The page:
To judge by my inbox, the financial world is suddenly clamoring for the opportunity to help the 68 million unbanked or underbanked Americans—people who are only loosely connected, if they’re connected at all, to our financial system. I am the recipient of a nonstop barrage of press releases from everyone from personal finance gurus to startup entrepreneurs who have seemingly decided that their mission is to teach the unbanked the proper skills they need to join the mainstream financial world.
There are mobile payment apps that offer customers “rewards” in the form of gift cards to popular retailers for making a certain number of payments on their bills, and financial literacy programs promoting curriculums designed to teach the poverty-stricken about the miracle of compound interest. Still others trash-talk the financial institutions that are available to the unbanked. Dave Ramsey, who hosts a popular personal finance radio show, begs people to stay away from payday loan shops, those last-chance lenders who make their money by charging their desperate borrowers hundreds of percentage points in interest annually. Ramsey’s words of warning are not subtle; he calls payday loan lenders “scum-sucking, bottom-feeding predatory people who have no moral restraint.”
But all these schemes and pleas have one thing in common: They make the argument that the consumer is responsible for the fact that he or she lacks access to the benefits offered by modern banking. If people could simply learn to pay their bills on time or put money away on a regular basis, the argument goes, they could join the mainstream.
This is balderdash. At best, it betrays a profound misunderstanding of the problems the less well-off face when they attempt to access and use mainstream financial services. At worst, it is a deliberate obfuscation, a way to blame the poor for the consequences of, well, being poor.
As Mehrsa Baradaran’s thoughtful and exhaustive (if somewhat dry) new book, How the Other Half Banks: Exclusion, Exploitation, and the Threat to Democracy, reveals, people turn to the high-interest, predatory products and loans offered by what is often referred to as the fringe banking system not because they are uniquely ignorant. Instead, they do it because they’ve been cast out and cut adrift by the modern banking system. This banishment has profound implications, not just for these people’s bottom line, but for each and every one of us.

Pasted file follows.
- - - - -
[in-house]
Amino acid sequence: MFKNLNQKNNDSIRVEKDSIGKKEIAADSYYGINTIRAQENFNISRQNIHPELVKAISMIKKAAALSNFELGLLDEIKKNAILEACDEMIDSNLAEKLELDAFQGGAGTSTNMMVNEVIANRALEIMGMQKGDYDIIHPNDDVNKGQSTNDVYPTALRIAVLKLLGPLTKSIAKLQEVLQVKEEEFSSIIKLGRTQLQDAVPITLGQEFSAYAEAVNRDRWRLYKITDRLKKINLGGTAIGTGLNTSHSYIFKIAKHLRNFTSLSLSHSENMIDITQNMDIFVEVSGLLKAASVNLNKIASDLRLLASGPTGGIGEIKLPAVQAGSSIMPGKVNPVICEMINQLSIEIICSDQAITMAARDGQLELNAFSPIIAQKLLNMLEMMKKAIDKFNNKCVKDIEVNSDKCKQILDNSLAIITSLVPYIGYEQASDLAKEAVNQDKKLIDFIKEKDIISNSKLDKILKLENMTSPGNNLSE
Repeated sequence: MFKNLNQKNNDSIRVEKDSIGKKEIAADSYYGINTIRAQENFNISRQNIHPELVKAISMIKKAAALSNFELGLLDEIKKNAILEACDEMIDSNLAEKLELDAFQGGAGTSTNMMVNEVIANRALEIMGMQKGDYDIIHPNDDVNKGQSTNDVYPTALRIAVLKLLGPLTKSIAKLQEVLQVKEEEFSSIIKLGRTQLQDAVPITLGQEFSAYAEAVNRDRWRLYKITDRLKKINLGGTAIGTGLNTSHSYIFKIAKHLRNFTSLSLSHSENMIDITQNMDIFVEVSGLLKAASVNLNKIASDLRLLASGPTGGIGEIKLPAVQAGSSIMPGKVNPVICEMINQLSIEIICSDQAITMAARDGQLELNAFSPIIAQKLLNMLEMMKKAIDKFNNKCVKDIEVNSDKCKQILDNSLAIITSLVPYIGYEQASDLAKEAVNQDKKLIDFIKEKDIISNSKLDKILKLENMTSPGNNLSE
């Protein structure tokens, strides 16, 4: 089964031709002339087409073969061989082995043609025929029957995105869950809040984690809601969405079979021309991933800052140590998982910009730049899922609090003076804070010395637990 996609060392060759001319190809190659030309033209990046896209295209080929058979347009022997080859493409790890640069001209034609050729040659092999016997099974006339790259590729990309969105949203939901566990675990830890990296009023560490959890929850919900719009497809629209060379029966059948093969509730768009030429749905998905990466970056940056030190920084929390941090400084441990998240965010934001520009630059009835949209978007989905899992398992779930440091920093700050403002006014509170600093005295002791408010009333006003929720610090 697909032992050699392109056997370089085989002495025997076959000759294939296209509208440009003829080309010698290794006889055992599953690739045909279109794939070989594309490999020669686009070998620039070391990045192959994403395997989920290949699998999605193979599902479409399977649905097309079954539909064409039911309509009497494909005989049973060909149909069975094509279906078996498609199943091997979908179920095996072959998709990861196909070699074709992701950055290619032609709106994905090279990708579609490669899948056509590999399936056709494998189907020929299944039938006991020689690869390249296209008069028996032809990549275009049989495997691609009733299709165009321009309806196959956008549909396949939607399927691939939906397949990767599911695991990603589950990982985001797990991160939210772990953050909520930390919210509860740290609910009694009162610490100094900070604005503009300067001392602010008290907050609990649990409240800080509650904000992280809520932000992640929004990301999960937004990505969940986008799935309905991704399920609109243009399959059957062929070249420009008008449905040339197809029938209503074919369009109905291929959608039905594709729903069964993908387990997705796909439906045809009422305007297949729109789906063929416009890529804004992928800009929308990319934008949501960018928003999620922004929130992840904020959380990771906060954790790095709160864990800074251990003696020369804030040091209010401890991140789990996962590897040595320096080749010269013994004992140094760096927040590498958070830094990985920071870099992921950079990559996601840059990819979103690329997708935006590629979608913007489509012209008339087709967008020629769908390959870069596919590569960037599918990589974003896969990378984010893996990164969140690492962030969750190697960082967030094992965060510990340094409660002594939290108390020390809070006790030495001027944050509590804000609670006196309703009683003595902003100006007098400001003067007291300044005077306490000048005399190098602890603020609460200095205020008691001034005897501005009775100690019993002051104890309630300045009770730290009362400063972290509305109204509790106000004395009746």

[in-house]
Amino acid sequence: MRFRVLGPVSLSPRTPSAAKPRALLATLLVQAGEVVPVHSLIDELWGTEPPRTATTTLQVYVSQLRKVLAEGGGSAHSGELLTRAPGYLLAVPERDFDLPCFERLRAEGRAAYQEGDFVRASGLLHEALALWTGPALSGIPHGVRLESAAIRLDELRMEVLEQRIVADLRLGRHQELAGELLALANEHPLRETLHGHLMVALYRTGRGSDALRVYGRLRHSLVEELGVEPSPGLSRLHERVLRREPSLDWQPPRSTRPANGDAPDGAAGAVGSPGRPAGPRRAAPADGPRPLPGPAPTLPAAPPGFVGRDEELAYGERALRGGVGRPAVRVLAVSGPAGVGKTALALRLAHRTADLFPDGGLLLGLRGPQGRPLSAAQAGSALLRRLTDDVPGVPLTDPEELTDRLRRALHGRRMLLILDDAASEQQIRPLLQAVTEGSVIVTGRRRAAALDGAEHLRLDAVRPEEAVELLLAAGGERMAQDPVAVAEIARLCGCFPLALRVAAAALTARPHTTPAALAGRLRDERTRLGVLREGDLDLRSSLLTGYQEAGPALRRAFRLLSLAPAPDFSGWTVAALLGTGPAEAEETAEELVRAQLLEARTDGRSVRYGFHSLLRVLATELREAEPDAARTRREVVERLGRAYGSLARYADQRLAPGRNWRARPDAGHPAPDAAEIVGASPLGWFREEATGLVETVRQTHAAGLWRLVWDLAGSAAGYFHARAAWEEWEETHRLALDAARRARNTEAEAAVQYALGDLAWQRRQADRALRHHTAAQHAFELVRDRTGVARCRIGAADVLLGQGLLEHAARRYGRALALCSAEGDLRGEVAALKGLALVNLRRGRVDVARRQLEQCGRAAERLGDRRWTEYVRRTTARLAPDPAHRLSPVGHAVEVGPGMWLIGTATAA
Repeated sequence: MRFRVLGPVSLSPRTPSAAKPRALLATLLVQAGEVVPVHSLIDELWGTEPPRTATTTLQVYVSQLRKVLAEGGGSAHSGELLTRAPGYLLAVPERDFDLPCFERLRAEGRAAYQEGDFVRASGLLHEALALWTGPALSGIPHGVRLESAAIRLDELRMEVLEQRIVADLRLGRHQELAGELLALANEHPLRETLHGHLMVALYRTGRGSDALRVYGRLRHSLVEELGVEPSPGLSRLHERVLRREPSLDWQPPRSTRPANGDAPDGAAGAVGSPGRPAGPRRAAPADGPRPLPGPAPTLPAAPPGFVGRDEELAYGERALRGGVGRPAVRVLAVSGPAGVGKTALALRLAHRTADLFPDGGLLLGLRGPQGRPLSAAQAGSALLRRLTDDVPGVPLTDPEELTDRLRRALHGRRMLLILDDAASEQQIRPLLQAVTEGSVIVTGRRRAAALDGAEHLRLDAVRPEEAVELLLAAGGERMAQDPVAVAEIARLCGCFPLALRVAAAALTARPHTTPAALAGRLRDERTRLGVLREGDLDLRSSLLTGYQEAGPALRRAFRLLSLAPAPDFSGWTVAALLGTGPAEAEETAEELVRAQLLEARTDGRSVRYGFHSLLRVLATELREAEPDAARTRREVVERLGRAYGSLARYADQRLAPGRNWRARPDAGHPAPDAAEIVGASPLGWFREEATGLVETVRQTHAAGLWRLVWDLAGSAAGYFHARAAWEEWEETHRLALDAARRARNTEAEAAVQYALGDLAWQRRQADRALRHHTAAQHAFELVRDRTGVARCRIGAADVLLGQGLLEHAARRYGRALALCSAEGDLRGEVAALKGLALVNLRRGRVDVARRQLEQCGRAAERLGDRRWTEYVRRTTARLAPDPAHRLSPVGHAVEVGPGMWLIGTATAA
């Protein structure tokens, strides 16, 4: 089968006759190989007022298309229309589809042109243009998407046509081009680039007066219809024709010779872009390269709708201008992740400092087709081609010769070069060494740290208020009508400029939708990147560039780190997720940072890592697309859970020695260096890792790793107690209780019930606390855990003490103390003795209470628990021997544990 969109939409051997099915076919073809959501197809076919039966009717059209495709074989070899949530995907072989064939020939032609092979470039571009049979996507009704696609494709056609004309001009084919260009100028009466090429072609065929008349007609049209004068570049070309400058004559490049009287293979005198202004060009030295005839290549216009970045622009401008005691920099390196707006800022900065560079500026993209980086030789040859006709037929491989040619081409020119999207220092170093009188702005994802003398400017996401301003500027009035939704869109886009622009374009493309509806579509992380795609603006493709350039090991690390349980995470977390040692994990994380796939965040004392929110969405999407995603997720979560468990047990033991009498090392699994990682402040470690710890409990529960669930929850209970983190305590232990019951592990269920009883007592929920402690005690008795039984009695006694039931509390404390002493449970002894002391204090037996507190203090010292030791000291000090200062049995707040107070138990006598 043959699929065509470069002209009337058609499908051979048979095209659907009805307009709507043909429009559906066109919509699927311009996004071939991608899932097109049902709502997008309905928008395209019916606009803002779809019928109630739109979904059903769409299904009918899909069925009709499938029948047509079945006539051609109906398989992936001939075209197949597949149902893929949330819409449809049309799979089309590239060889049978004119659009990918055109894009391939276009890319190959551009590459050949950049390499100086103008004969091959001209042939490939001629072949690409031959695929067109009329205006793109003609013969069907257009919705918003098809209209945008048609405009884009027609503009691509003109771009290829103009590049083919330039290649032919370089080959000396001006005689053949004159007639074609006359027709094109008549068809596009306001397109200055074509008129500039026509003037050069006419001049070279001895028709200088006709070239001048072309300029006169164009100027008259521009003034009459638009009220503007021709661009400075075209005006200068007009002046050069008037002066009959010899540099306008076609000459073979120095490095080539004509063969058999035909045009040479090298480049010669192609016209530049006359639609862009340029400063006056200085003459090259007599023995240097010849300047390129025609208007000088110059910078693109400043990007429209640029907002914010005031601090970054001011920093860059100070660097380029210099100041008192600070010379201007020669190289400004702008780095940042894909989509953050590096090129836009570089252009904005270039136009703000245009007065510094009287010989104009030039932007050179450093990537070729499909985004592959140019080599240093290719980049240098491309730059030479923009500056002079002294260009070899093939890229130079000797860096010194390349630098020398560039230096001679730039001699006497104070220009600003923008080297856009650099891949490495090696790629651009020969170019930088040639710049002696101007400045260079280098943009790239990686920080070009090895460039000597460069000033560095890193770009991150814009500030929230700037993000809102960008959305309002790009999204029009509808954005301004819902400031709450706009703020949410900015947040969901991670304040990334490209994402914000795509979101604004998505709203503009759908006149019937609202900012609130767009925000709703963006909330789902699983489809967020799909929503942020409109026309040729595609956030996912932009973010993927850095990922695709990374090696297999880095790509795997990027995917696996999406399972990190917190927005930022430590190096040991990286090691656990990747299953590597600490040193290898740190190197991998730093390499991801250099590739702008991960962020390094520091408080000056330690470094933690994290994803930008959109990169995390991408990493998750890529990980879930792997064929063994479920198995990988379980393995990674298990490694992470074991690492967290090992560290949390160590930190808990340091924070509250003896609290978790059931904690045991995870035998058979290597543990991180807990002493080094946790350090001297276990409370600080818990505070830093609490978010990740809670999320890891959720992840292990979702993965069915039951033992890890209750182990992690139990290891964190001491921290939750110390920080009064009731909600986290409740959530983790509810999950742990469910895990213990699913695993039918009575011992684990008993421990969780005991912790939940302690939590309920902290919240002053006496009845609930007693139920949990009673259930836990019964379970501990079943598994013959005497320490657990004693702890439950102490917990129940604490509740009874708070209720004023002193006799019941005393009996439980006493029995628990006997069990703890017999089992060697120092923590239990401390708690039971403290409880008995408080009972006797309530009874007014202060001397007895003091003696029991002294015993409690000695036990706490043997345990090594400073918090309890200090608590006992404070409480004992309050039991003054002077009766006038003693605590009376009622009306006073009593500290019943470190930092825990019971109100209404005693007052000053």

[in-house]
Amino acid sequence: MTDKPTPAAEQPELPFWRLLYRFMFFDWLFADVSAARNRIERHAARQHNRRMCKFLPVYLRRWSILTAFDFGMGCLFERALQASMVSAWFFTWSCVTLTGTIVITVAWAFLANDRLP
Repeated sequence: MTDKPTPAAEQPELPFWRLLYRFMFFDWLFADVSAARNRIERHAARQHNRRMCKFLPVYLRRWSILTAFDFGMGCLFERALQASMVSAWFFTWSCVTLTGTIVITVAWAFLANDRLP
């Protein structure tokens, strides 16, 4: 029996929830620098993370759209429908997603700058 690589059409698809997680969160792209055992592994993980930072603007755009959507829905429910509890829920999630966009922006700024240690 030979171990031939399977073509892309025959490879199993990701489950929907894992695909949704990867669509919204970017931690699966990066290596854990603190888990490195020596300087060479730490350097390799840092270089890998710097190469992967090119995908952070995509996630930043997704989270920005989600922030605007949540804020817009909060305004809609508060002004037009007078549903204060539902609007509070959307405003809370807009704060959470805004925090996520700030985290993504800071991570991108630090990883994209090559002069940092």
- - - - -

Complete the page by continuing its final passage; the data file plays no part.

Baradaran is an associate professor at the University of Georgia School of Law and a specialist in banking and contract law. Perhaps as a result, she views the relationship between the banks and the United States government—the representative of the people—as an ever-evolving contract, one that goes back to the founding of the republic. It was Alexander Hamilton, after all, arguing for a national bank, who made the point that banks are “a political machine of greatest importance to the State.”
So regulate the banks so they serve everyone, I can hear you saying. Just do it! It’s a social contract, after all. If only it were that simple. Today, banks treat low-income Americans as financial pariahs for the simple reason that they can make more money serving the wealthy. And—lo and behold!—it turns out to be very easy for a bank to unload a customer who does not have much in the way of personal financial resources.
Many aren’t permitted to open accounts at all, thanks to services like the ChexSystems database, which keep track of people who have bounced checks or otherwise exhibited less than responsible financial behavior. As for the rest? All banks need to do is make it costly for them to stick around. Overdraft charges in excess of $35 do the trick quite nicely, especially when they can be levied multiple times until the money is actually replaced in the account, thanks to a concept known as overdraft protection, where the banks cover the charge but make the customers pay for the privilege. That permits the banks to take a heads-I-win-tails-you-lose approach. Either unwanted customers leave or they contribute to the bottom line, the impact on their own personal finances be damned.